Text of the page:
By Peter Goodrich, Tax Services, Rosenfield & Co, PLLC
There has been a lot of speculation regarding the Volkswagen emissions scandal, the magnitude of the settlement payouts and their respective tax implications to dealers. While the taxability of these payouts has not yet been solidified, there is a position that will likely be taken by the Internal Revenue Service on the subject matter.
In late September of this year, more concrete legal settlement plans have materialized where Volkswagen will have to pay up to $1.208 billion in assessed damages assuming all 652 U.S. dealers participate in the class action lawsuit; dealers who opt-out of the class action lawsuit may go after Volkswagen separately. The total settlement payout is presumably divided amongst all 652 dealers coming out to a total average dealer payout of approximately $1,850,000 (rounded down); some dealers will receive more and some dealers will receive less. Monthly payments have been made in late 2015 and the formula for estimating the respective total dealer payout is as follows:
Total VW Dealer Payout = 71 x (November 2015 Payment Received)
If you completed the individual release of claims related to the class action lawsuit, you will receive an upfront 50% payout on the $1,850,000 or $925,000 (on average), within 30 days of final approval of the settlement or within 30 days of the “opt-out date.” The remaining 50%, or $925,000, will be paid in 18 equal monthly installments following the initial 50% lump sum payout. It is important to note that the aforementioned are ballpark figures and these calculations and formalities only apply to those owning or operating VW-branded franchise dealerships as of September 18, 2015.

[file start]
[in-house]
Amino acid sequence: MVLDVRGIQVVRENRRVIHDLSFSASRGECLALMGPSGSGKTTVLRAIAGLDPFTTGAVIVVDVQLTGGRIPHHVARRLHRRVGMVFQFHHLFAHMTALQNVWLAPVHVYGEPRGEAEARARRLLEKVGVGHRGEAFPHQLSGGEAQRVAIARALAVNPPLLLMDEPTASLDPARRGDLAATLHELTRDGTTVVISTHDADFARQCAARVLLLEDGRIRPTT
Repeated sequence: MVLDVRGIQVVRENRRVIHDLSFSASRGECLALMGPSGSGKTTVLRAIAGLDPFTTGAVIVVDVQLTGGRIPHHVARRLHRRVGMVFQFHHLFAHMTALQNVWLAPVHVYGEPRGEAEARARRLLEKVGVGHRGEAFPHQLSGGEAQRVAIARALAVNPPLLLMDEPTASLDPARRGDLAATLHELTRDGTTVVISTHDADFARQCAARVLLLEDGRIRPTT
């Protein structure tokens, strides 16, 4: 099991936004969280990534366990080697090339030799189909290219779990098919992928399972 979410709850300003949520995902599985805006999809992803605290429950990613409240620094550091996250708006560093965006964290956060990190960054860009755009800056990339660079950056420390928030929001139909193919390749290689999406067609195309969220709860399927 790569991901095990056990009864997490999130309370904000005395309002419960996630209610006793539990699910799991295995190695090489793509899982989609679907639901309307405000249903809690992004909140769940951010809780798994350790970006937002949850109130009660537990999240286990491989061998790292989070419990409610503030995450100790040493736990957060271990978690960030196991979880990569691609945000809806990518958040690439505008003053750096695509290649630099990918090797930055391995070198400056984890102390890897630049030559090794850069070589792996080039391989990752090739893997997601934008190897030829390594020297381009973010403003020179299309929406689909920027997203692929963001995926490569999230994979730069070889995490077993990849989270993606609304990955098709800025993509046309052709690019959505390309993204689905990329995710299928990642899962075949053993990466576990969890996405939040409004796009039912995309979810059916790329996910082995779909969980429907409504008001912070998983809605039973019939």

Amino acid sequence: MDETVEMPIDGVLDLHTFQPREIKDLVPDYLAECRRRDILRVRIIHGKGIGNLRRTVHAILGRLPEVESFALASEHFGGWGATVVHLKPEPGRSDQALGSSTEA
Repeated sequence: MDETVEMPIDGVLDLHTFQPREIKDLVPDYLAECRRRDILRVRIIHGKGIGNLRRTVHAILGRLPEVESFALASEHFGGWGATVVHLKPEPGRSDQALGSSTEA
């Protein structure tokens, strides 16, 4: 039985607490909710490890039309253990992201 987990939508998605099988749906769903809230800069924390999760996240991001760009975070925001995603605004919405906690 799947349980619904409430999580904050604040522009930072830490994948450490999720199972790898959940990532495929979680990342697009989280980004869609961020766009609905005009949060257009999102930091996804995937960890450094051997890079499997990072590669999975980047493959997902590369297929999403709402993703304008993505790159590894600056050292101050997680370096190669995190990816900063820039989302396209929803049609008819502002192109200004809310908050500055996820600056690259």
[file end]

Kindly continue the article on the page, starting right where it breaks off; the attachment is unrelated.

Now let’s get down to brass tacks. From an IRS standpoint, the VW payouts will most likely be rendered ordinary income. This means that the income will be taxed at the taxpayer’s respective income tax bracket which depends on overall taxable income applicable in the pertinent tax year. Being that these payouts themselves are large in magnitude, the tax rate for individuals and corporations receiving these payouts will likely be 39.6% and 35% respectively.
The reason why these payouts will unlikely be rendered capital gains (which consequently would be taxed at a lower rate) is because these recovery amounts are “for alleged diminution in value of the capital investment and goodwill in their franchises,” or in other words, for the loss in value of the VW-branded franchise dealerships across the board. There is no sale or exchange of property; these settlement payouts are unilateral and will likely be considered ordinary income in nature.
Therefore, it is important to do some tax planning in order to mitigate, or at least be prepared for the pending tax liability that is looming. As a dealer, if you are planning on incurring some massive costs, it would be a good idea to expense them in the year that you are receiving these payouts. If you have bad investments where you can take some losses and you are adamant about selling, this would be the ideal time to get out of such investments. While there are other ways to minimize the tax liability, you should consult your tax advisor since different scenarios yield different tax strategies.